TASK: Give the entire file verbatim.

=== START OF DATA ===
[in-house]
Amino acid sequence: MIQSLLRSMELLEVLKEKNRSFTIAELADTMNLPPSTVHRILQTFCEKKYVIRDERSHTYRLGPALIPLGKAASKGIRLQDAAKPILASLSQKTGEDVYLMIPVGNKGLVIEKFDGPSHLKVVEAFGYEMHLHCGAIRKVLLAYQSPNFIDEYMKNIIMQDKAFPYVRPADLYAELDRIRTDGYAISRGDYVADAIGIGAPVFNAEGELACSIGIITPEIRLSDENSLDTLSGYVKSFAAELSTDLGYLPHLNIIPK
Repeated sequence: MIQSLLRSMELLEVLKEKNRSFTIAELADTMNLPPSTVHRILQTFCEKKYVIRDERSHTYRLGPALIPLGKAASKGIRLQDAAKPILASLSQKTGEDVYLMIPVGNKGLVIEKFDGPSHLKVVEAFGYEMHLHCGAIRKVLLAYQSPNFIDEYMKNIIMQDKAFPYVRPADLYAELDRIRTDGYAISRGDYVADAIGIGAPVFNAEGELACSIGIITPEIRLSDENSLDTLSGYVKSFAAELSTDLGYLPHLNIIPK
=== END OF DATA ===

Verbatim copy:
[in-house]
Amino acid sequence: MIQSLLRSMELLEVLKEKNRSFTIAELADTMNLPPSTVHRILQTFCEKKYVIRDERSHTYRLGPALIPLGKAASKGIRLQDAAKPILASLSQKTGEDVYLMIPVGNKGLVIEKFDGPSHLKVVEAFGYEMHLHCGAIRKVLLAYQSPNFIDEYMKNIIMQDKAFPYVRPADLYAELDRIRTDGYAISRGDYVADAIGIGAPVFNAEGELACSIGIITPEIRLSDENSLDTLSGYVKSFAAELSTDLGYLPHLNIIPK
Repeated sequence: MIQSLLRSMELLEVLKEKNRSFTIAELADTMNLPPSTVHRILQTFCEKKYVIRDERSHTYRLGPALIPLGKAASKGIRLQDAAKPILASLSQKTGEDVYLMIPVGNKGLVIEKFDGPSHLKVVEAFGYEMHLHCGAIRKVLLAYQSPNFIDEYMKNIIMQDKAFPYVRPADLYAELDRIRTDGYAISRGDYVADAIGIGAPVFNAEGELACSIGIITPEIRLSDENSLDTLSGYVKSFAAELSTDLGYLPHLNIIPK